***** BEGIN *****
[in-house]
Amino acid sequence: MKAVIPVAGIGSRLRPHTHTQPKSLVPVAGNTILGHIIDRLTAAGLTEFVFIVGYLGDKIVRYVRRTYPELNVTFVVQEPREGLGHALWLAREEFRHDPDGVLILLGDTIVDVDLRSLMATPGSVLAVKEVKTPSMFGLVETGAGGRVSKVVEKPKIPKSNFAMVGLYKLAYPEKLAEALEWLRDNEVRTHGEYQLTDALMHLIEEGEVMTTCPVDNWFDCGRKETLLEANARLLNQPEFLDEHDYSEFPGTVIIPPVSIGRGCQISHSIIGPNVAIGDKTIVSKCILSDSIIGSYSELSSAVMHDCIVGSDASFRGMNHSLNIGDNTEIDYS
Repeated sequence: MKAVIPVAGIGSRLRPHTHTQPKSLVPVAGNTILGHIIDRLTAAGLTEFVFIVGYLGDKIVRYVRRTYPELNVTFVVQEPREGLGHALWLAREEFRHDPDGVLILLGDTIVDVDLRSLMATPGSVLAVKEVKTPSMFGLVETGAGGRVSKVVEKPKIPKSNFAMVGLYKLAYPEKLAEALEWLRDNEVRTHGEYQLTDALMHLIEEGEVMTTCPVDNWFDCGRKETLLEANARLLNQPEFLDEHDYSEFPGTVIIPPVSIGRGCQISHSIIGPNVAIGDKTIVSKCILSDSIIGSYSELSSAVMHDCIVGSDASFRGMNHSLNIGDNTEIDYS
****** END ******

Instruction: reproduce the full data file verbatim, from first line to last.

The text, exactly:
[in-house]
Amino acid sequence: MKAVIPVAGIGSRLRPHTHTQPKSLVPVAGNTILGHIIDRLTAAGLTEFVFIVGYLGDKIVRYVRRTYPELNVTFVVQEPREGLGHALWLAREEFRHDPDGVLILLGDTIVDVDLRSLMATPGSVLAVKEVKTPSMFGLVETGAGGRVSKVVEKPKIPKSNFAMVGLYKLAYPEKLAEALEWLRDNEVRTHGEYQLTDALMHLIEEGEVMTTCPVDNWFDCGRKETLLEANARLLNQPEFLDEHDYSEFPGTVIIPPVSIGRGCQISHSIIGPNVAIGDKTIVSKCILSDSIIGSYSELSSAVMHDCIVGSDASFRGMNHSLNIGDNTEIDYS
Repeated sequence: MKAVIPVAGIGSRLRPHTHTQPKSLVPVAGNTILGHIIDRLTAAGLTEFVFIVGYLGDKIVRYVRRTYPELNVTFVVQEPREGLGHALWLAREEFRHDPDGVLILLGDTIVDVDLRSLMATPGSVLAVKEVKTPSMFGLVETGAGGRVSKVVEKPKIPKSNFAMVGLYKLAYPEKLAEALEWLRDNEVRTHGEYQLTDALMHLIEEGEVMTTCPVDNWFDCGRKETLLEANARLLNQPEFLDEHDYSEFPGTVIIPPVSIGRGCQISHSIIGPNVAIGDKTIVSKCILSDSIIGSYSELSSAVMHDCIVGSDASFRGMNHSLNIGDNTEIDYS